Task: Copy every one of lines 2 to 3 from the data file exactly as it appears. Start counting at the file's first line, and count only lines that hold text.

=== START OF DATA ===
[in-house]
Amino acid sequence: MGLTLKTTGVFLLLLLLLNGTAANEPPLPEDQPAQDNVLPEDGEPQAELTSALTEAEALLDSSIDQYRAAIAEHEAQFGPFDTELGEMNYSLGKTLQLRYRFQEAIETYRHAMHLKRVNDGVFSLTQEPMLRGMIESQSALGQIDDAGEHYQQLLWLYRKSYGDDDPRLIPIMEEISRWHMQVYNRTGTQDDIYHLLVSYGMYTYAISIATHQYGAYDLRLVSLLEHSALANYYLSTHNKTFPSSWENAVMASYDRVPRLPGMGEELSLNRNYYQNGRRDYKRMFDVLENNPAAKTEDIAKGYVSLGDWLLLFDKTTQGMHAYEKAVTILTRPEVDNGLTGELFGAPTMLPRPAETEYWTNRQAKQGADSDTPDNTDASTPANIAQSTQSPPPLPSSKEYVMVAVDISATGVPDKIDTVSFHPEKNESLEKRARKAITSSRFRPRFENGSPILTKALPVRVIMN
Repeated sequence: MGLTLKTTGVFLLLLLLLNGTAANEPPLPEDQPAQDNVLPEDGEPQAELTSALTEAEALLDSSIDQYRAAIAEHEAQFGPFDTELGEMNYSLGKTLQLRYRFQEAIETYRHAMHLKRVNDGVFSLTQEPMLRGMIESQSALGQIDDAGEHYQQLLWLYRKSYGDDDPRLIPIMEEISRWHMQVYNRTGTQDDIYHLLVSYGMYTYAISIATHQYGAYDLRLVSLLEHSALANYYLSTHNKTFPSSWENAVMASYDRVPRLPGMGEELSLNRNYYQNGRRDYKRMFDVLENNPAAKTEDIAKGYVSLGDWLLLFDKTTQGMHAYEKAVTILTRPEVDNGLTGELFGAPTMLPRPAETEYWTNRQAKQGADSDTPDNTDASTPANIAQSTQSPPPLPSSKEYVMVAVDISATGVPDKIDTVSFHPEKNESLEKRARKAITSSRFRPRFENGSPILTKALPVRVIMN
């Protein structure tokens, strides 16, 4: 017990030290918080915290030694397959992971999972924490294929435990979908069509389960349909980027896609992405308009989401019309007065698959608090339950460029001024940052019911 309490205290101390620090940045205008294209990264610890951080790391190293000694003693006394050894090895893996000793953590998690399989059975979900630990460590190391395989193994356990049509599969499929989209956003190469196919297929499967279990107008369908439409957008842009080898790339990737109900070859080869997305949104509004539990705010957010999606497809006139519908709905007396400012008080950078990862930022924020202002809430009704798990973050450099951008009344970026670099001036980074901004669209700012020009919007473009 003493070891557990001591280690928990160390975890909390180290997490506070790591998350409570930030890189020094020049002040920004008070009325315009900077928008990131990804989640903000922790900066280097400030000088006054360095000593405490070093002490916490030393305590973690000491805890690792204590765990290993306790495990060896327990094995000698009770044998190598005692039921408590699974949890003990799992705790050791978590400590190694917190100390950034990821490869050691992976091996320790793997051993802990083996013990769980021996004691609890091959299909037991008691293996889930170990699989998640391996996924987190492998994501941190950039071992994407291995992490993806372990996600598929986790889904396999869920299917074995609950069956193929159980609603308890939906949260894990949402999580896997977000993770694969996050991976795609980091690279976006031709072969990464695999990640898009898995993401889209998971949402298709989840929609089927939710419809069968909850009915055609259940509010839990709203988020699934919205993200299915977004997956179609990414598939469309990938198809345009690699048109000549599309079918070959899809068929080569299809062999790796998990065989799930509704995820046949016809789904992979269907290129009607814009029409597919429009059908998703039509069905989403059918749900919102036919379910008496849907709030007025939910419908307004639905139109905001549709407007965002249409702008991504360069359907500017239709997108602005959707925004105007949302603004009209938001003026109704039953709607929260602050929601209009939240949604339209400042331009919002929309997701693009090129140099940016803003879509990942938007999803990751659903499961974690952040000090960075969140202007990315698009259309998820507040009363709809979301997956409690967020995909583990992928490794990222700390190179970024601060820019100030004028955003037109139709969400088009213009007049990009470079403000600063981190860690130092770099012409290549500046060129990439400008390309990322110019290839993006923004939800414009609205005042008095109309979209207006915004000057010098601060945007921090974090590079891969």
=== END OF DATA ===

Amino acid sequence: MGLTLKTTGVFLLLLLLLNGTAANEPPLPEDQPAQDNVLPEDGEPQAELTSALTEAEALLDSSIDQYRAAIAEHEAQFGPFDTELGEMNYSLGKTLQLRYRFQEAIETYRHAMHLKRVNDGVFSLTQEPMLRGMIESQSALGQIDDAGEHYQQLLWLYRKSYGDDDPRLIPIMEEISRWHMQVYNRTGTQDDIYHLLVSYGMYTYAISIATHQYGAYDLRLVSLLEHSALANYYLSTHNKTFPSSWENAVMASYDRVPRLPGMGEELSLNRNYYQNGRRDYKRMFDVLENNPAAKTEDIAKGYVSLGDWLLLFDKTTQGMHAYEKAVTILTRPEVDNGLTGELFGAPTMLPRPAETEYWTNRQAKQGADSDTPDNTDASTPANIAQSTQSPPPLPSSKEYVMVAVDISATGVPDKIDTVSFHPEKNESLEKRARKAITSSRFRPRFENGSPILTKALPVRVIMN
Repeated sequence: MGLTLKTTGVFLLLLLLLNGTAANEPPLPEDQPAQDNVLPEDGEPQAELTSALTEAEALLDSSIDQYRAAIAEHEAQFGPFDTELGEMNYSLGKTLQLRYRFQEAIETYRHAMHLKRVNDGVFSLTQEPMLRGMIESQSALGQIDDAGEHYQQLLWLYRKSYGDDDPRLIPIMEEISRWHMQVYNRTGTQDDIYHLLVSYGMYTYAISIATHQYGAYDLRLVSLLEHSALANYYLSTHNKTFPSSWENAVMASYDRVPRLPGMGEELSLNRNYYQNGRRDYKRMFDVLENNPAAKTEDIAKGYVSLGDWLLLFDKTTQGMHAYEKAVTILTRPEVDNGLTGELFGAPTMLPRPAETEYWTNRQAKQGADSDTPDNTDASTPANIAQSTQSPPPLPSSKEYVMVAVDISATGVPDKIDTVSFHPEKNESLEKRARKAITSSRFRPRFENGSPILTKALPVRVIMN